A Comparison of the Costs and Benefits of Bacterial Gene Expression

By Morgan N. Price, Kelly M. Wetmore, Adam M. Deutschbauer, and Adam P. Arkin.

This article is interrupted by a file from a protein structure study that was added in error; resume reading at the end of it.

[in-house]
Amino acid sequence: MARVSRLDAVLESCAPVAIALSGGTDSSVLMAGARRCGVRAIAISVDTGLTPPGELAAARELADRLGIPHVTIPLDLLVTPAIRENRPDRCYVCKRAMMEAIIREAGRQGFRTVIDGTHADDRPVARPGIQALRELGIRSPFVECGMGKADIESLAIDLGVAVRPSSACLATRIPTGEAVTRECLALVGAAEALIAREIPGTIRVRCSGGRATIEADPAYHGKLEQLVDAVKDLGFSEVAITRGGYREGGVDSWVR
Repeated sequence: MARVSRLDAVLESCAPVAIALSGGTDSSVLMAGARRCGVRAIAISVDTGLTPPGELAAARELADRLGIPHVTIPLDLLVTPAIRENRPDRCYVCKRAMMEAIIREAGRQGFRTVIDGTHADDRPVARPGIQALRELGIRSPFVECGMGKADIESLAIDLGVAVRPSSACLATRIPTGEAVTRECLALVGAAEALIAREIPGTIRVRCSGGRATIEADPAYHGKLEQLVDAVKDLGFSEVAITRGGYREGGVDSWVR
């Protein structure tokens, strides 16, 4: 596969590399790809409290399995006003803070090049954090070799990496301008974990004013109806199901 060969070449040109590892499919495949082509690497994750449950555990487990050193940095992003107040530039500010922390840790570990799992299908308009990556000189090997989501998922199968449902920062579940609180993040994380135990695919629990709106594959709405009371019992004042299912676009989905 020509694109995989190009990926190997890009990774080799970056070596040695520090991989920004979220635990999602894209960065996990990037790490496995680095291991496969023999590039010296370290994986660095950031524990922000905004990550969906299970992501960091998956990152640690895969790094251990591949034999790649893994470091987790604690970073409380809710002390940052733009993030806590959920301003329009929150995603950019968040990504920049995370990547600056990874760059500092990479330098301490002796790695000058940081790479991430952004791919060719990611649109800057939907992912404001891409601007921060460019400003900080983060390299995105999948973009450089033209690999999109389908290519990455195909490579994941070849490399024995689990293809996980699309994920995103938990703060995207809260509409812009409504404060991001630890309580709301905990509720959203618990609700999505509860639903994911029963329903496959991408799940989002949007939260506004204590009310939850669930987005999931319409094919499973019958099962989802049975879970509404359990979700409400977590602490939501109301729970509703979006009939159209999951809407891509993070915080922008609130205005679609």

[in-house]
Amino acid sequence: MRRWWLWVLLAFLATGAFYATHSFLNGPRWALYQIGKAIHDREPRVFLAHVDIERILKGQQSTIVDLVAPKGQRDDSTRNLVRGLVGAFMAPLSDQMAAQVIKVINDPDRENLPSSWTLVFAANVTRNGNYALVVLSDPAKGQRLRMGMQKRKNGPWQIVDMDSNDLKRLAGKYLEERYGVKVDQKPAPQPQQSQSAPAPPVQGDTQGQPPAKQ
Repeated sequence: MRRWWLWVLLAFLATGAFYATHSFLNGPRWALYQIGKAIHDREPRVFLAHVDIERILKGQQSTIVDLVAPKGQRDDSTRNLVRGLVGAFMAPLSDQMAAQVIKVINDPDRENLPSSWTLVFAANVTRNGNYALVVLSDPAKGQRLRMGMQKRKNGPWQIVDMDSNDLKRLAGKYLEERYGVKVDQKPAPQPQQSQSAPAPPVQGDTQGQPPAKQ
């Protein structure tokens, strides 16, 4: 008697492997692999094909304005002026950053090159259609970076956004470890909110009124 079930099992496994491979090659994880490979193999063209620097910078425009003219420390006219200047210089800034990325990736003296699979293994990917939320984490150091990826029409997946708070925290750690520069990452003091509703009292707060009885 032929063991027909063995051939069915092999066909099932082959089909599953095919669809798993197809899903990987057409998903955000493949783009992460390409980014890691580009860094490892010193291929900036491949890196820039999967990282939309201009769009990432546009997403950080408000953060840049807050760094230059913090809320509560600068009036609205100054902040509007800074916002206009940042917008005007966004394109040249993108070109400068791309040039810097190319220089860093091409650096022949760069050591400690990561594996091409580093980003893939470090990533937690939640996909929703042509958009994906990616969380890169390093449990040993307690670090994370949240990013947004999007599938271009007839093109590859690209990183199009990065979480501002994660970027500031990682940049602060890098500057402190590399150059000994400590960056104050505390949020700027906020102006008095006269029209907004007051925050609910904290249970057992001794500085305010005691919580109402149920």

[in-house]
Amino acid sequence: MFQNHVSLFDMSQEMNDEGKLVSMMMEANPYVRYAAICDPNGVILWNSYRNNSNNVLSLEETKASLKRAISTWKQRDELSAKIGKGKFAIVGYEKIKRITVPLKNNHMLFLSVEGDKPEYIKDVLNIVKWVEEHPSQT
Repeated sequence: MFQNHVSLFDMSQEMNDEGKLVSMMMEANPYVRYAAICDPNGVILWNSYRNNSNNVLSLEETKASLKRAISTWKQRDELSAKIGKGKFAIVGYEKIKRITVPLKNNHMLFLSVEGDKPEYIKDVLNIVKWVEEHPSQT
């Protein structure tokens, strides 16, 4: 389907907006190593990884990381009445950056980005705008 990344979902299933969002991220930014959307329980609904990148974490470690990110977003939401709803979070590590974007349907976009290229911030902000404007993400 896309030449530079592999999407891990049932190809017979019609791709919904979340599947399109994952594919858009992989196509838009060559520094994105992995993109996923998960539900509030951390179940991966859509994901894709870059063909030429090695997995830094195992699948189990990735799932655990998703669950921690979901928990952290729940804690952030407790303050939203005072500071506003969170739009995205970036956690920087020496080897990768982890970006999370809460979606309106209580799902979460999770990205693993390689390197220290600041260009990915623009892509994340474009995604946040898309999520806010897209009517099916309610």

To study how a bacterium allocates its resources, we compared the costs and benefits of most (86%) of the proteins in Escherichia coli K-12 during growth in minimal glucose medium. The cost or investment in each protein was estimated from ribosomal profiling data, and the benefit of each protein was measured by assaying a library of transposon mutants. We found that proteins that are important for fitness are usually highly expressed, and 95% of these proteins are expressed at above 13 parts per million (ppm). Conversely, proteins that do not measurably benefit the host (with a benefit of less than 5% per generation) tend to be weakly expressed, with a median expression of 13 ppm. In aggregate, genes with no detectable benefit account for 31% of protein production, or about 22% if we correct for genetic redundancy. Although some of the apparently unnecessary expression could have subtle benefits in minimal glucose medium, the majority of the burden is due to genes that are important in other conditions. We propose that at least 13% of the cell’s protein is "on standby" in case conditions change.